Between the bands: How colors translate cross-culturally

Alexander Bushroe
While the meanings of some colors are similar worldwide, others are more subtle and one color might have an opposing connotation from that in another part of the world.
Alexander Bushroe

As Shanghai's summer swings into full gear, we oscillate between sweltering sunny weather and rain-soaked stretches that often last for several days on end. For most, it isn't the most pleasurable season of the year. I know that's particularly true for those who work in offices where suit-and-tie formal attire is mandatory, as I once did.

Occasionally, though, a short-lived but thunderous rainstorm will blow through at this time of year, bringing with it a downpour that might only last an hour or two, followed by the return of intense sunshine. This, of course, can at times birth a rainbow, which is a relatively rare sight in Shanghai.

At the end of last month, we were gifted with exactly that ― a massive, bright double rainbow arched over the city, producing some spectacular photographs.

Between the bands: How colors translate cross-culturally
Jiang Xiaowei / SHINE

A massive double rainbow is seen arched over Shanghai after a thunderstorm on June 29.

It also got me thinking about the colors of the spectrum and how we conceptualize them across cultural lines. While the meanings and implications of some colors can be clearly tied to nature and are similar worldwide, others are more subtle and, in some cases, one color might have an opposing connotation from that in another part of the world.

Obviously, the first color we think of is red when considering China. We all know that red is China's most auspicious color. We see it everywhere, on buildings, clothing, the national flag, and of course hongbao, the red envelopes with bills stuffed inside exchanged during Chinese New Year holiday, weddings and other important events. The 100-yuan notes inside are red as well.

The most memorable scenes of red for me, though, are from traveling to smaller cities around China and arriving late at night. Many city skylines are dominated by deep red lighting from signs atop buildings, so during the rides from the airports into these towns, red lights illuminate the foggy night sky in a striking crimson hue.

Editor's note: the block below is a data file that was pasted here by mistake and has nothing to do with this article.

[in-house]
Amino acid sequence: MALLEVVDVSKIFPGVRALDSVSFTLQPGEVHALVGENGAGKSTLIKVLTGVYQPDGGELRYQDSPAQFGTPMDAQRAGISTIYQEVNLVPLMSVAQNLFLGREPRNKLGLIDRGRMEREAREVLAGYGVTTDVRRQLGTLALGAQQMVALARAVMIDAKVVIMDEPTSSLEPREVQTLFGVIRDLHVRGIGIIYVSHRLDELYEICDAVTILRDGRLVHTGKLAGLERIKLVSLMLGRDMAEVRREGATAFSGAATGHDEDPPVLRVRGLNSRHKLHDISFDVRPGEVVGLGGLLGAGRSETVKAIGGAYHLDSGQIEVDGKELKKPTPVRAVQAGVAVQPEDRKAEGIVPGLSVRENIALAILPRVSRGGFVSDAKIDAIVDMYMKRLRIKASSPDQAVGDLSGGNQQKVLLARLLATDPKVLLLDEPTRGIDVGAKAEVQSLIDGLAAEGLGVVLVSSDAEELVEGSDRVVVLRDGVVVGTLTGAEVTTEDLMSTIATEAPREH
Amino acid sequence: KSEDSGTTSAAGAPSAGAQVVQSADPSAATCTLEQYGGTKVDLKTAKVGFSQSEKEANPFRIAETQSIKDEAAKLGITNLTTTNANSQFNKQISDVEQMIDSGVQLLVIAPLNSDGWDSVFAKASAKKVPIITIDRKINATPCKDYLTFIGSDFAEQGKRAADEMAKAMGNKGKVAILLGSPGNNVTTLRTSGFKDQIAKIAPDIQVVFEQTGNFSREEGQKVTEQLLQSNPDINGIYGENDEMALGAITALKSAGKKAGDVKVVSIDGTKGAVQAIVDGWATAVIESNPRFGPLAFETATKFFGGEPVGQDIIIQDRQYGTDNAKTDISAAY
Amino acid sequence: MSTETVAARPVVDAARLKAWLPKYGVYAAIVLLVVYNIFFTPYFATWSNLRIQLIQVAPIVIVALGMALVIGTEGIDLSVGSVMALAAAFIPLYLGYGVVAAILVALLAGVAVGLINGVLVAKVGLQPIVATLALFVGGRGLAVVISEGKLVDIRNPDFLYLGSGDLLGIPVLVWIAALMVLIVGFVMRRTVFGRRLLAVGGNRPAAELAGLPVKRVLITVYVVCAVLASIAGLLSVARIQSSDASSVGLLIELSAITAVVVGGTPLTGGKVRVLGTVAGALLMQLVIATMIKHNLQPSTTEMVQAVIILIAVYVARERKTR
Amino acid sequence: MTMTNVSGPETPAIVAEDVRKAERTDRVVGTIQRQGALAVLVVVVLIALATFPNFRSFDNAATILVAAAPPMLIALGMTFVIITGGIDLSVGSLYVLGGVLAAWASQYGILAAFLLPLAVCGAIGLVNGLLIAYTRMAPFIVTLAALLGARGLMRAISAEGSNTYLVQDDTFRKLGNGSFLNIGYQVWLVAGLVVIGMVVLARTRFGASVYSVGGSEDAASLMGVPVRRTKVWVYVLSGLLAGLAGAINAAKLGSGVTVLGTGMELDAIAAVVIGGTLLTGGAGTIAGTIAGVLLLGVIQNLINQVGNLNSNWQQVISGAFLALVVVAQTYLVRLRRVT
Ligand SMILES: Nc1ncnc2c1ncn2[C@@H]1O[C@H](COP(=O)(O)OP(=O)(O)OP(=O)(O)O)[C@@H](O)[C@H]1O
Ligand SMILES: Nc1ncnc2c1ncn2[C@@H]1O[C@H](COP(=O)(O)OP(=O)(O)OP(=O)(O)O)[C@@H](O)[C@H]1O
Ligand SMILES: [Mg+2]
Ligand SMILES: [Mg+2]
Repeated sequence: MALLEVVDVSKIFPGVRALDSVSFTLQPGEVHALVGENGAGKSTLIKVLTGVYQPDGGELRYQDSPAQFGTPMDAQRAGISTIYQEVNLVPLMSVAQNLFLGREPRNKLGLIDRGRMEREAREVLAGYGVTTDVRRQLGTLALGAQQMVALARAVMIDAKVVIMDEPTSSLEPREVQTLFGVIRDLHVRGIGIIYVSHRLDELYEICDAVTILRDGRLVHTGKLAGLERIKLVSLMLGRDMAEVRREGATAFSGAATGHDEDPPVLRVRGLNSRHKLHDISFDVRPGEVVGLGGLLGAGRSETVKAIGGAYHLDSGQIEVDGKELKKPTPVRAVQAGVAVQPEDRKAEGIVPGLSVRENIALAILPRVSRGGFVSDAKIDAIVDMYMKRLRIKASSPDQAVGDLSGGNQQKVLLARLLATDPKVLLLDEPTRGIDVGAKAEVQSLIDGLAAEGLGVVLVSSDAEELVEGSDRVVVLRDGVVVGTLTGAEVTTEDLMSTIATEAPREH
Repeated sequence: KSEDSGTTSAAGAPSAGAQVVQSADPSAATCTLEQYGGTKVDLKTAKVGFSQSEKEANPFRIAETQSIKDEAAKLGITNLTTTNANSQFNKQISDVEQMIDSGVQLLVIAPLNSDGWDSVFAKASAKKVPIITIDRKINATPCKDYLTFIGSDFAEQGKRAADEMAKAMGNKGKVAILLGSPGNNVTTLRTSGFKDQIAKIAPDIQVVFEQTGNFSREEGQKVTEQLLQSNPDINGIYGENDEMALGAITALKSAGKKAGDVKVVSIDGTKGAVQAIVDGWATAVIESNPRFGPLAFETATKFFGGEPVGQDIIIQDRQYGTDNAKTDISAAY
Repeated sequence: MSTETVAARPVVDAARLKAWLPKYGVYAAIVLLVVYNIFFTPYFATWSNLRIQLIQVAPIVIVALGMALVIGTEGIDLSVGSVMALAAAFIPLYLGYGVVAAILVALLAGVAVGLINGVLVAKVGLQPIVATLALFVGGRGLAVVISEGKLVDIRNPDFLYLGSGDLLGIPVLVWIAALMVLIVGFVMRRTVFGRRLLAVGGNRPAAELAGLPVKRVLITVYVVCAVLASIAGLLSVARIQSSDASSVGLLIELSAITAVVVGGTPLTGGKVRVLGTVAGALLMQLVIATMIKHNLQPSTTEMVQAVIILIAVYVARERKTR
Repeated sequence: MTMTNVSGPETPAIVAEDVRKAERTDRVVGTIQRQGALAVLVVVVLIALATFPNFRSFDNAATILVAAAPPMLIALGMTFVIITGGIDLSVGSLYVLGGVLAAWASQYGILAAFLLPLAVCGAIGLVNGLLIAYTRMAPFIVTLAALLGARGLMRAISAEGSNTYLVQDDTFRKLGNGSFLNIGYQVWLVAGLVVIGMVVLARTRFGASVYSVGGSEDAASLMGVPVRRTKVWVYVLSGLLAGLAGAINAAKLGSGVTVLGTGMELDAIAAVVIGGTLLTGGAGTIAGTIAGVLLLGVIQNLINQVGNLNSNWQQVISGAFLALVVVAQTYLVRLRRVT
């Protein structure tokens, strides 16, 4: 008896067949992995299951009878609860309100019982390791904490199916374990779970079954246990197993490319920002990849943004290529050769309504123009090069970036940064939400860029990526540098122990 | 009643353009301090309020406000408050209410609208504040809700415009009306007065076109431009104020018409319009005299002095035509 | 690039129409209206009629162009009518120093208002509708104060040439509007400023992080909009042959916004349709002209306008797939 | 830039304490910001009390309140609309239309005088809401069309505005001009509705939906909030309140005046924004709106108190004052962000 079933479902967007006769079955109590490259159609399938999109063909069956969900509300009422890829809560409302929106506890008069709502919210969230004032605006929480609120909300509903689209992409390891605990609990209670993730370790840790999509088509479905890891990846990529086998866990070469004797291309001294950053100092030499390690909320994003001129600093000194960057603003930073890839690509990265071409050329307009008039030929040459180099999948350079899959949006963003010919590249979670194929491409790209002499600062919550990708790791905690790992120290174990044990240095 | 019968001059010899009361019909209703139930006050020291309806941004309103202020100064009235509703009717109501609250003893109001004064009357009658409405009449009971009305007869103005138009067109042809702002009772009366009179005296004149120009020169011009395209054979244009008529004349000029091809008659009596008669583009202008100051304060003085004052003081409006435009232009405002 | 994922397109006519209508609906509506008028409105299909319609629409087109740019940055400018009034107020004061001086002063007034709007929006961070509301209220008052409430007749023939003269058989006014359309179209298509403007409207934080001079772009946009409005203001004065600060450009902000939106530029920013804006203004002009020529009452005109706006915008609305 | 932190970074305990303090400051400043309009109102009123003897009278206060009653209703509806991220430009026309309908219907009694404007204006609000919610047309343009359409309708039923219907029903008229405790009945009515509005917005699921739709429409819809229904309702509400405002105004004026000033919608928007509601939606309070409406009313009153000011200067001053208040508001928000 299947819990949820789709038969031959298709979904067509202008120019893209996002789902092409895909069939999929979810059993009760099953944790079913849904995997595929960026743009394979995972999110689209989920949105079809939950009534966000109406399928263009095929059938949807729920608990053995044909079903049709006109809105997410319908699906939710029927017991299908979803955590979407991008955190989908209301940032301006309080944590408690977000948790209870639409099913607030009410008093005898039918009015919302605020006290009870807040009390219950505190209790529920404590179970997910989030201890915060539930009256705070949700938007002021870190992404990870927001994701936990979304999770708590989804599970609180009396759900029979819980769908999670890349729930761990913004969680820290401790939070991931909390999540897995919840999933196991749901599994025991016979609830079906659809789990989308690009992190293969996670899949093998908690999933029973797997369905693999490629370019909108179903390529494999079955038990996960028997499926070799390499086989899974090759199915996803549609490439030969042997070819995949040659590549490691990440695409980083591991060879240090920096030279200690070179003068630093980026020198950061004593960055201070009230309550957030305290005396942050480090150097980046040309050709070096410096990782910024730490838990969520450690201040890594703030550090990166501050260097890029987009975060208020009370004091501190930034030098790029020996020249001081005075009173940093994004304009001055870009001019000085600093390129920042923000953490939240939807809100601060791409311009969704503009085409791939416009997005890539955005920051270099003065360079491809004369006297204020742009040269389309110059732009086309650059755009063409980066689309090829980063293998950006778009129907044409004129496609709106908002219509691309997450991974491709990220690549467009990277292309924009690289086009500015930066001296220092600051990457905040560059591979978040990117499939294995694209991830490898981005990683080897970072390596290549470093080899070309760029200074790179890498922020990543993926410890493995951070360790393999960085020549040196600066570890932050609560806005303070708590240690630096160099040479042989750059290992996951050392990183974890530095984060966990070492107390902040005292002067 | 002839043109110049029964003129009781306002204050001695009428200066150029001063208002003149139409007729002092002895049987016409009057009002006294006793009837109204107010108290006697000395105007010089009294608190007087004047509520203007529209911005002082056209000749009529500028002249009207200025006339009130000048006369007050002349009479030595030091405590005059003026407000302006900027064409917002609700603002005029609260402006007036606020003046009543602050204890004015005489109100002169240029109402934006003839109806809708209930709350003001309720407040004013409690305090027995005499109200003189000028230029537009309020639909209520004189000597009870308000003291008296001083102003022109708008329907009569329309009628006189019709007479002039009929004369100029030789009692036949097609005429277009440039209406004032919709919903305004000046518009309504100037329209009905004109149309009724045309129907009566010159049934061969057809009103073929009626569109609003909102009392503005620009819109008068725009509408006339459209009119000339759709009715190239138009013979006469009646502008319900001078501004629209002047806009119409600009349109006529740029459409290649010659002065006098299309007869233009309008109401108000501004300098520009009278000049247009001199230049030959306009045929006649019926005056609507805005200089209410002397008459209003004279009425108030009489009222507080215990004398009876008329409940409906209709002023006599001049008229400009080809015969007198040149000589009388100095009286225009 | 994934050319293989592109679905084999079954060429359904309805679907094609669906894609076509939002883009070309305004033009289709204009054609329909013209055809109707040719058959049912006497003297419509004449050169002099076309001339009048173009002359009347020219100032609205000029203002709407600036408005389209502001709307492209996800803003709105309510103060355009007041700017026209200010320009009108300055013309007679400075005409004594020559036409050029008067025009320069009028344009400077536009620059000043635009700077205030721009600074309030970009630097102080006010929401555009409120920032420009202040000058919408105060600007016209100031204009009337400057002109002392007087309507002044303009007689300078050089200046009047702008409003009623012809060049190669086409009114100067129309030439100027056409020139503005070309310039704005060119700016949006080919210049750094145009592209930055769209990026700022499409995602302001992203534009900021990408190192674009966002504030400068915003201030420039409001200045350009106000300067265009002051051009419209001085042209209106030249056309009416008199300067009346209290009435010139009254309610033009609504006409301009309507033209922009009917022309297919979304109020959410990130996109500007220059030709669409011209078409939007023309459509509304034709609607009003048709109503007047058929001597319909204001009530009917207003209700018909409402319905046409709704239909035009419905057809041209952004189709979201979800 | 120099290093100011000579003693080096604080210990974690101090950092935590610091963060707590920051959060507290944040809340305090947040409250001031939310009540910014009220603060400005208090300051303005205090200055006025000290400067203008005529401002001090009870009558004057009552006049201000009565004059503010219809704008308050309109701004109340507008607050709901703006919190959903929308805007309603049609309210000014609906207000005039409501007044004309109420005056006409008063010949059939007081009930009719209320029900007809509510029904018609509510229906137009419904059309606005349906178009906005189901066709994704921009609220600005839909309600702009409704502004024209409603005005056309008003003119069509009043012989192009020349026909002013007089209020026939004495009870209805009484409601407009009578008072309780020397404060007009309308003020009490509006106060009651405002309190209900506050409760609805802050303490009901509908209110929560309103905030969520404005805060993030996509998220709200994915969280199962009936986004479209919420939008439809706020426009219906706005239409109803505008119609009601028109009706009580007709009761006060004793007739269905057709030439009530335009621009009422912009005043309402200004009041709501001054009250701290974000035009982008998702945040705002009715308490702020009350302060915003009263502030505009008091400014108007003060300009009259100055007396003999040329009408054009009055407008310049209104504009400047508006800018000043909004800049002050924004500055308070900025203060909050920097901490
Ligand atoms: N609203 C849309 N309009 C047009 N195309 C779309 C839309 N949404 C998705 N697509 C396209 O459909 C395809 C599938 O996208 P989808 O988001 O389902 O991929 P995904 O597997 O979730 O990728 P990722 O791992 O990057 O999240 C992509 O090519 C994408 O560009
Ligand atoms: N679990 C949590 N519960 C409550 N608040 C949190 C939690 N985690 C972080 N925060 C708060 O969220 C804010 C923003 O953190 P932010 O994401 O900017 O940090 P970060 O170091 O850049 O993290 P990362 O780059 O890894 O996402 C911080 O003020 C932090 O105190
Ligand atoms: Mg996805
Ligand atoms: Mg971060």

In Chinese nowadays, describing something as "red" usually means that it is very popular or trending, particularly as it relates to the Internet or social media. If a vlogger or TikToker is "red," their popularity is at its peak.

Red clothing is traditionally worn during one's year of birth on the Chinese zodiac, or benmingnian. For example, for someone born in the Year of the Tiger, wearing red clothing during this year and subsequent tiger years is auspicious.

Red is also commonly worn at traditional weddings, as opposed to white, which is more common in many Western countries.

Customarily, though, in China, white is actually more common to see at a funeral than a wedding, as white represents death or the afterlife and is the color of mourning. This tradition began during dynastic times and continued for millennia. Of course, white also represents cleanliness and purity, creating a juxtaposition and giving white a more complex position in the color pantheon.

In modern speech, when white is used as an adverb to describe an action, it means it was done in vain, for example:

Black, not white, is the solemn color in the West worn at funeral processions. Emptiness or finality can be expressed equally by either color. The association of black with evil or nefarious forces is cross-cultural, though. Terms like "black market" or "black sheep" in English comport with Chinese idioms as well, where activity described as black usually describes something illegal or immoral.

Green's meaning is also quite apparent; as the color of the majority of plant life, it is naturally associated with vitality and the coming of spring across cultures. Its ties to nature and the origins thereof are obvious ― grass is green the world around and has been since prehistoric times. In China, it's also seen as a soothing color, and as the color of jade, it also commands reverence.

Just be sure never to wear a hat that's green in China, as this color of headwear carries a particular negative connotation that might lead to some unwelcome snickers or sideways glances. It seems like a perfectly innocent item of clothing, but I've learned to opt for a white or black version of the Boston Celtics NBA cap instead of their primary green one.

Yellow is another auspicious color here, as it was traditionally the color emperors wore, and in some cases, only the ruler of the land was permitted to wear it. Similarly, the pronoun "zhen" was also restricted to the emperor using it to refer to himself as the sovereign leader. Yellow is symbolic of wealth and power but also of the mandate of heaven.

The color represents heroism as well, as opposed to in the West, where in many stories and usages, yellow has negative connotations. Someone who is "yellow-bellied" or has a "yellow streak" is a coward or traitor, and "yellow press" refers to publications like tabloids that merely sensationalize for shock value rather than report information.

As with many terms today, yellow also has an online meaning as well, and in China, describing something as yellow can mean risque or suggestive in nature. Contrastingly, in many Western countries, this type of racy joke or material is said to be "blue."

These color associations, as far as I can tell, have no affiliation with nature at all. Some are clear, some are mysterious.

So if a "red" celebrity with a red face and a yellow belly tells a white lie about a yellow joke told at a black-tie dinner and became a black sheep... what actually happened?

Your guess is as good as mine.

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